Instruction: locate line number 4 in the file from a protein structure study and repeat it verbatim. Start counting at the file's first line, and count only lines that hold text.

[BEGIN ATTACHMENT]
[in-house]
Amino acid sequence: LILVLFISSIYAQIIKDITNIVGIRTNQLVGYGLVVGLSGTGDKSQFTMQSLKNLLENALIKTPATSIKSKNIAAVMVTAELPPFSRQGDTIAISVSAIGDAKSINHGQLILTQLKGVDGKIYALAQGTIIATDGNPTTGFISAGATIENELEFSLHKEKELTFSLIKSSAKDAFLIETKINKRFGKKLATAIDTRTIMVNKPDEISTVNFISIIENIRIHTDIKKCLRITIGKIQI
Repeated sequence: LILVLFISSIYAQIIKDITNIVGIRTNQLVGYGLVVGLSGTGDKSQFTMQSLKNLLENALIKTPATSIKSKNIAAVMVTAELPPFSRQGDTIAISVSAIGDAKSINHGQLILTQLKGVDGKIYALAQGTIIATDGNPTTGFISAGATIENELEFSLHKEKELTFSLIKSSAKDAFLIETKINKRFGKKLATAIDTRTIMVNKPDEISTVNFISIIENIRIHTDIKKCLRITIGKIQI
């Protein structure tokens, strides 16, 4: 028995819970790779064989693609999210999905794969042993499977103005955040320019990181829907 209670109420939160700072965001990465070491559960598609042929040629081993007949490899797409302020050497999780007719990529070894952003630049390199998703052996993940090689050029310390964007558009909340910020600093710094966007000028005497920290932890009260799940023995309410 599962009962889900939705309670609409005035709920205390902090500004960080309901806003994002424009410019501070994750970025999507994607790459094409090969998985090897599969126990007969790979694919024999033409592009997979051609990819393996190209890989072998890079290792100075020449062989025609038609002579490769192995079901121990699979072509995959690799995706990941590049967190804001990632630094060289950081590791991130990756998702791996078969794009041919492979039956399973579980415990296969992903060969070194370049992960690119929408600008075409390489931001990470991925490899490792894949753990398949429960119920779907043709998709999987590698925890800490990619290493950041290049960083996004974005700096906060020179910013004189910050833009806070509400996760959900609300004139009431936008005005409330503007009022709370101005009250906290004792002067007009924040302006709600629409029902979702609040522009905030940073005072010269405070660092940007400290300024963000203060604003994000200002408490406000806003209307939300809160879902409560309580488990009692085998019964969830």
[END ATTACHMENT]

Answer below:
């Protein structure tokens, strides 16, 4: 028995819970790779064989693609999210999905794969042993499977103005955040320019990181829907 209670109420939160700072965001990465070491559960598609042929040629081993007949490899797409302020050497999780007719990529070894952003630049390199998703052996993940090689050029310390964007558009909340910020600093710094966007000028005497920290932890009260799940023995309410 599962009962889900939705309670609409005035709920205390902090500004960080309901806003994002424009410019501070994750970025999507994607790459094409090969998985090897599969126990007969790979694919024999033409592009997979051609990819393996190209890989072998890079290792100075020449062989025609038609002579490769192995079901121990699979072509995959690799995706990941590049967190804001990632630094060289950081590791991130990756998702791996078969794009041919492979039956399973579980415990296969992903060969070194370049992960690119929408600008075409390489931001990470991925490899490792894949753990398949429960119920779907043709998709999987590698925890800490990619290493950041290049960083996004974005700096906060020179910013004189910050833009806070509400996760959900609300004139009431936008005005409330503007009022709370101005009250906290004792002067007009924040302006709600629409029902979702609040522009905030940073005072010269405070660092940007400290300024963000203060604003994000200002408490406000806003209307939300809160879902409560309580488990009692085998019964969830």